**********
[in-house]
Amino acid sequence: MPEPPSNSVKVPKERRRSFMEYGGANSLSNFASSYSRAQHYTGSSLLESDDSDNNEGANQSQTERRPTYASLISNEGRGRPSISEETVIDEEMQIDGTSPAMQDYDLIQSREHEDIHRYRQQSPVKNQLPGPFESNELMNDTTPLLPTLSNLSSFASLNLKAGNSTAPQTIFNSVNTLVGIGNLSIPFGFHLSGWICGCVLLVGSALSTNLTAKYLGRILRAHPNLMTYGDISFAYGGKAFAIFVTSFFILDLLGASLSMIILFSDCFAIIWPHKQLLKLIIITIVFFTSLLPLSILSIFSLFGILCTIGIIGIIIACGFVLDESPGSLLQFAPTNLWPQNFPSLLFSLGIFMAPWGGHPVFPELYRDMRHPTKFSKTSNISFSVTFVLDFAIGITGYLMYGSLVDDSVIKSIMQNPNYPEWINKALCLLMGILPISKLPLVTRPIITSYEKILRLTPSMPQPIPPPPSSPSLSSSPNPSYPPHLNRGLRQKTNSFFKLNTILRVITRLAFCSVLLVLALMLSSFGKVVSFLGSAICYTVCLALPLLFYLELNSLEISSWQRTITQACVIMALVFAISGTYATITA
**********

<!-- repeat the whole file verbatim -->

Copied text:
[in-house]
Amino acid sequence: MPEPPSNSVKVPKERRRSFMEYGGANSLSNFASSYSRAQHYTGSSLLESDDSDNNEGANQSQTERRPTYASLISNEGRGRPSISEETVIDEEMQIDGTSPAMQDYDLIQSREHEDIHRYRQQSPVKNQLPGPFESNELMNDTTPLLPTLSNLSSFASLNLKAGNSTAPQTIFNSVNTLVGIGNLSIPFGFHLSGWICGCVLLVGSALSTNLTAKYLGRILRAHPNLMTYGDISFAYGGKAFAIFVTSFFILDLLGASLSMIILFSDCFAIIWPHKQLLKLIIITIVFFTSLLPLSILSIFSLFGILCTIGIIGIIIACGFVLDESPGSLLQFAPTNLWPQNFPSLLFSLGIFMAPWGGHPVFPELYRDMRHPTKFSKTSNISFSVTFVLDFAIGITGYLMYGSLVDDSVIKSIMQNPNYPEWINKALCLLMGILPISKLPLVTRPIITSYEKILRLTPSMPQPIPPPPSSPSLSSSPNPSYPPHLNRGLRQKTNSFFKLNTILRVITRLAFCSVLLVLALMLSSFGKVVSFLGSAICYTVCLALPLLFYLELNSLEISSWQRTITQACVIMALVFAISGTYATITA